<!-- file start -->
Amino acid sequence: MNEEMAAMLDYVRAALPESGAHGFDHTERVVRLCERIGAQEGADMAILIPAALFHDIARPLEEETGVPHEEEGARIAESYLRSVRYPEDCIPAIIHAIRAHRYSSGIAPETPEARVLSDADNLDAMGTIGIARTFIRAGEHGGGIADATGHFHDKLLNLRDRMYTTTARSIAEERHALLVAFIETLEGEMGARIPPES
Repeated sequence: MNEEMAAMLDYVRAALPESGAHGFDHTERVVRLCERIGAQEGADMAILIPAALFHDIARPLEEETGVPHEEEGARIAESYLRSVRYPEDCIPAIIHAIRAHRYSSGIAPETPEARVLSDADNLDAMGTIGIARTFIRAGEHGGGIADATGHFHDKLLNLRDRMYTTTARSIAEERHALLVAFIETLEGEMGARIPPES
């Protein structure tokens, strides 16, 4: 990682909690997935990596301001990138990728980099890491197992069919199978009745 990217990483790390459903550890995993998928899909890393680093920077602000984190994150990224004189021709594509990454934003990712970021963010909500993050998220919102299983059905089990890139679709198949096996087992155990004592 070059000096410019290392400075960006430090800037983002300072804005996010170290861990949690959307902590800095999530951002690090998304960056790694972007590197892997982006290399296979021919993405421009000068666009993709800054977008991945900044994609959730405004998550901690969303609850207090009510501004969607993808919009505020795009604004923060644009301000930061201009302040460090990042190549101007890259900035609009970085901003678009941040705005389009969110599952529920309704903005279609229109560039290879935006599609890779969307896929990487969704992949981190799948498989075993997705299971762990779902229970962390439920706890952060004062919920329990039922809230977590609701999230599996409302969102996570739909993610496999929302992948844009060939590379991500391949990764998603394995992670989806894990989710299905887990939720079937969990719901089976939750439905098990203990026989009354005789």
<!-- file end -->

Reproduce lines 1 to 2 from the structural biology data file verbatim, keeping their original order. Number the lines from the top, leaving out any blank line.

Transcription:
Amino acid sequence: MNEEMAAMLDYVRAALPESGAHGFDHTERVVRLCERIGAQEGADMAILIPAALFHDIARPLEEETGVPHEEEGARIAESYLRSVRYPEDCIPAIIHAIRAHRYSSGIAPETPEARVLSDADNLDAMGTIGIARTFIRAGEHGGGIADATGHFHDKLLNLRDRMYTTTARSIAEERHALLVAFIETLEGEMGARIPPES
Repeated sequence: MNEEMAAMLDYVRAALPESGAHGFDHTERVVRLCERIGAQEGADMAILIPAALFHDIARPLEEETGVPHEEEGARIAESYLRSVRYPEDCIPAIIHAIRAHRYSSGIAPETPEARVLSDADNLDAMGTIGIARTFIRAGEHGGGIADATGHFHDKLLNLRDRMYTTTARSIAEERHALLVAFIETLEGEMGARIPPES